Monday, 2 April 2012
Canada`s 2012 Budget - Public health implications
If Jim Flaherty’s Canadian 2012-13 budget was sending a message on public health, it is two fold – one that health is a provincial responsibility and the federal government is getting out, and secondly that the Conservative philosophy is that supporting big business will result in a healthier Canada. On the latter the only comment is what did we expect when we elected a Conservative majority? On the former, another cop out and downloading onto the provinces that are also reeling under financial pressures and squeezed by federal government offloading.
The NDP will take up the national health care banner in defence. We should be glad that somebody will, but it politicizes national health when a solid pan-Canadian pact that holds to the vision of the Canada Health Act is needed. Flaherty has already indicated that he is willing to impose the new social pact on health with the provinces without negotiation. It clearly is reminiscent of the school yard bully.
Drilling deeper, and remembering that often the devil is in the details that are not released. What does the budget signal?
Increased support for health professionals, particularly pharmacists, in their health business efforts. Changes to sales tax expectations will benefit other primary health care providers and expand the number of front line health professionals providing ‘service’.
Solutions are being sought for the medical isotope production challenge – a good move for the federal government to be taking leadership in.
Expectations of increased presence and service by Health Canada and PHAC in the Territories – also good news.
CIHR will see funding go down $30M and then half this reinvested in research – read into this what you will. It is a clear message on streamlining government administrations.
Gone is the Assisted Human Reproduction initiative – apparently the victim of a court decision that this is a provincial responsibility. No doubt that there is no funding being transferred to the provinces to assume the costs.
More subtly in the reduced discretionary funding for advertising, apparently the truth in food advertising work will fall to the wayside . This from a government that really did not savour loosing salt in its food when the recommendations of the pan-Canadian group came forward in 2010. Score another one for the “Big Food Industry”.
More obvious is the announcement on streamlining of environmental assessments. On the surface a clear message that prolonged debate over mega-projects will not be tolerated. Where the details need to be flushed out is do environmental and health agencies have clear assessment protocols in place now? They should and a sleeker assessment process would be appropriate and welcomed by all. The slimmer approach should not mean rubber stamped approvals – just coordinated assessment.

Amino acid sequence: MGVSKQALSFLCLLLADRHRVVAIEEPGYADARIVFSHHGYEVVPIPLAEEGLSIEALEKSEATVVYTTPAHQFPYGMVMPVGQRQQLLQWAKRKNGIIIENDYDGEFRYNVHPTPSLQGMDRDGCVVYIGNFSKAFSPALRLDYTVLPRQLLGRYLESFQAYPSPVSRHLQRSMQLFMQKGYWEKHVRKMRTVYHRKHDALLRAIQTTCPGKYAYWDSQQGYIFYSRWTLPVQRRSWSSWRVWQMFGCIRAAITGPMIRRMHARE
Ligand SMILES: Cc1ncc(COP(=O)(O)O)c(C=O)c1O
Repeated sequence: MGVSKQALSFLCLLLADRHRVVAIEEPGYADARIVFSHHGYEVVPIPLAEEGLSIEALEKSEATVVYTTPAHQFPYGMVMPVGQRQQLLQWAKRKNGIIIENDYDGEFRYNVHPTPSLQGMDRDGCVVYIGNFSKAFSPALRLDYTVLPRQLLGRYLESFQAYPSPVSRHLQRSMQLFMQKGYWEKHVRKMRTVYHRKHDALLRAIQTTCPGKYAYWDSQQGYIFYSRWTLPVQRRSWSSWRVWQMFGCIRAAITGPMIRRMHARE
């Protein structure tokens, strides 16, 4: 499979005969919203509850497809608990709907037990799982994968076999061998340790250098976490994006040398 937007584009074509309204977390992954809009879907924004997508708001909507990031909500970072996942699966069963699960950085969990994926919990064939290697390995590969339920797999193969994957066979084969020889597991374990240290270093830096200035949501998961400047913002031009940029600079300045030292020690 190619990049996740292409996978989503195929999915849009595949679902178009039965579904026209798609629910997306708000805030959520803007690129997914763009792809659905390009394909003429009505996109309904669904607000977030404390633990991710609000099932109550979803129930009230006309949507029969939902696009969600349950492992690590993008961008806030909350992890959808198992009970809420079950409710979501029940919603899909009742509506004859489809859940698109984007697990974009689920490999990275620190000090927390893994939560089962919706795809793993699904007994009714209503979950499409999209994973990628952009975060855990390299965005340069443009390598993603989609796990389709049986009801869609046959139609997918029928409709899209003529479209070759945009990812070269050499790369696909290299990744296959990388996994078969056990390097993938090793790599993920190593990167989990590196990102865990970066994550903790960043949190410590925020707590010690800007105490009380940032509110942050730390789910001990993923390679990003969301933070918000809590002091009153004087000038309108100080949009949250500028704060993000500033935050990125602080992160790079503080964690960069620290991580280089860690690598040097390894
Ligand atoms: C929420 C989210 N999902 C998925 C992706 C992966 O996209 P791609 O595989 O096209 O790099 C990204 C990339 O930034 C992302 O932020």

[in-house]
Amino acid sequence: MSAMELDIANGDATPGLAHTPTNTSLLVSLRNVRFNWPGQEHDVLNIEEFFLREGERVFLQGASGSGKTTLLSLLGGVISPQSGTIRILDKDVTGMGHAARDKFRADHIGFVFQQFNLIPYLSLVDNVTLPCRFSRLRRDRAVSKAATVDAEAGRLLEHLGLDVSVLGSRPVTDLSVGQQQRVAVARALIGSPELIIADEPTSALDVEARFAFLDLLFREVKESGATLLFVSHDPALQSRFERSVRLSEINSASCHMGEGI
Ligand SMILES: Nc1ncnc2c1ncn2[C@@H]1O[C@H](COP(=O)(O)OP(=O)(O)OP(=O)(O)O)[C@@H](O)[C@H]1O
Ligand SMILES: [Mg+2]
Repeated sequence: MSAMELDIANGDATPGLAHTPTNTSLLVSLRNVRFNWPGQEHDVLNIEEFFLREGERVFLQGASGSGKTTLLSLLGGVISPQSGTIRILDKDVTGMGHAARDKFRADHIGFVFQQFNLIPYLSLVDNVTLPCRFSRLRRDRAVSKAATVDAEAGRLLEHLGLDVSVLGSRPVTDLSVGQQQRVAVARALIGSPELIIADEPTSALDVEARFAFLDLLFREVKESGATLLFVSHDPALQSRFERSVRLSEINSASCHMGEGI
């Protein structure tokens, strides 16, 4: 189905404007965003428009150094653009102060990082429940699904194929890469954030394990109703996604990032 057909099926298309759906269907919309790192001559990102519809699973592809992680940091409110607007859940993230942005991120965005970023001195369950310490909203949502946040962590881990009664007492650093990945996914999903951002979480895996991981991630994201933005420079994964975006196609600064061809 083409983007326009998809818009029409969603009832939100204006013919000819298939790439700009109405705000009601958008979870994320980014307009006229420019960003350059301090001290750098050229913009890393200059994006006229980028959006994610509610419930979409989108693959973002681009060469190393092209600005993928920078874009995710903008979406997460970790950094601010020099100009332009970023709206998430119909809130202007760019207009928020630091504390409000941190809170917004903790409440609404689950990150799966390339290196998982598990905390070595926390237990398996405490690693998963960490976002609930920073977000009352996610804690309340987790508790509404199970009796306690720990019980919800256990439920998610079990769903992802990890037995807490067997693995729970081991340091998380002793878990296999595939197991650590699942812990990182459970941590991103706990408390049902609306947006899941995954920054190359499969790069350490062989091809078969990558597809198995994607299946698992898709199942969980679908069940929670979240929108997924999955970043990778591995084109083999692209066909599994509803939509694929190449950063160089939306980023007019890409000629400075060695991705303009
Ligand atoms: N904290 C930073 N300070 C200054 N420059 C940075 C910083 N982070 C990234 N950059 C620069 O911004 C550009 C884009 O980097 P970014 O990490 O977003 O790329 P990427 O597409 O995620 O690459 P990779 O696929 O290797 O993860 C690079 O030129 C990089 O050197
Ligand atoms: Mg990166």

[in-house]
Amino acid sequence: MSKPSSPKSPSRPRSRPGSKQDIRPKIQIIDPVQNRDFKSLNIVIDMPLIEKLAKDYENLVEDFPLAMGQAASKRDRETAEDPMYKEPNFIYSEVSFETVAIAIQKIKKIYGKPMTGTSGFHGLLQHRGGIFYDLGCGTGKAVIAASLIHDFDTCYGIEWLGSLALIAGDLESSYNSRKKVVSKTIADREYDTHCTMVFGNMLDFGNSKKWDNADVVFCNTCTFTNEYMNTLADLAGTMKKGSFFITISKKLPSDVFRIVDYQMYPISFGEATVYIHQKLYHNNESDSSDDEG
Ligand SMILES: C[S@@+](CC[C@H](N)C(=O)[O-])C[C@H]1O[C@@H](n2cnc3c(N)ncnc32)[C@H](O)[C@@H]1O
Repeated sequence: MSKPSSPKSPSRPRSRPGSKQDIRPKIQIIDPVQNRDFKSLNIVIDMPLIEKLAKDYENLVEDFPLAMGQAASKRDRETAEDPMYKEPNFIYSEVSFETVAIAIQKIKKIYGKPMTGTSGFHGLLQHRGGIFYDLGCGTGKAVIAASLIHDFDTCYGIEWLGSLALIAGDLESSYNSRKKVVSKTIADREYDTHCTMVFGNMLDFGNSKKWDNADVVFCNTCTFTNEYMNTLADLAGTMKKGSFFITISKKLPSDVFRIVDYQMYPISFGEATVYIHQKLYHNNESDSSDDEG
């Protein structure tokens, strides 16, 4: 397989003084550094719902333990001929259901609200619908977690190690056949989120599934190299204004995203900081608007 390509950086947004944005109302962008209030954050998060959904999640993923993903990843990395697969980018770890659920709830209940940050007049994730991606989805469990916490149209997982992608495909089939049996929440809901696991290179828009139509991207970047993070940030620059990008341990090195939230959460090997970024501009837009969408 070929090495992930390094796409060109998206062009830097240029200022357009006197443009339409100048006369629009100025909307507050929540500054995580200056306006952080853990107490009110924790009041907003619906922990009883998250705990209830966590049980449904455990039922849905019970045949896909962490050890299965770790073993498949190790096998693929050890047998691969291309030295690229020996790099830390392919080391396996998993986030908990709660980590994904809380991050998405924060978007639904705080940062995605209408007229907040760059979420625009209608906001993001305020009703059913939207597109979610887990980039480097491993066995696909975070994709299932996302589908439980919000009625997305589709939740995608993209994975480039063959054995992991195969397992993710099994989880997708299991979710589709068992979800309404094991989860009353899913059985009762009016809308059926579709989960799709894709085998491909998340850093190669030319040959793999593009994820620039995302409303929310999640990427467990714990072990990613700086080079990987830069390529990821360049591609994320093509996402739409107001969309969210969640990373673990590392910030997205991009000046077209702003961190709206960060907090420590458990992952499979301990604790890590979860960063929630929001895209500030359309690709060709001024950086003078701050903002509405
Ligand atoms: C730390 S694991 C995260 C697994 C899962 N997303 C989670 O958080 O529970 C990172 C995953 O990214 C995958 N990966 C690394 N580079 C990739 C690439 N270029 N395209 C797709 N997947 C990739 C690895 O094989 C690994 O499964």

Ok, who are we kidding? Environment Canada is loosing over 8% of its staff, how are they to undertake a streamlined assessment process with fewer staff? It has taken decades to finally get public health impacts integrated into some of the mega-projects and consistency is already lacking.
Not surprising the Liberal legacy of the Public Health Agency of Canada has had the first shovels of its grave dug when supposed streamlined ‘increased efficiencies in mergering the backroom activities of similar agencies such as Health Canada and PHAC’. So expect the health assessment components of the mega-project assessments to take a big kick as well.
As the provincial budgets have been released, little positive in support of public health or investing in reducing inequities has been sounded. Conversely, the hacking sound of slashing has yet to be heard prominently despite the tough times being felt on the front lines.
In the midst of tough economic times which this blog has discussed (eg DrPHealth equity and taxation), the federal budget is receiving minimal criticism for what it has accomplished and what it threatened to do but didn’t. Not surprising a more detailed health analysis of the budget is needed, and strong comment made about:
1. Lack of federal leadership on health
2. Offloading of health costs onto the provinces
3. Early warning signs to reducing the role of PHAC
Readers who are aware of other public health messages in the 2012-13 budget are invited to send their comments and add to our collective understanding. Post a comment, or send an email to email@example.com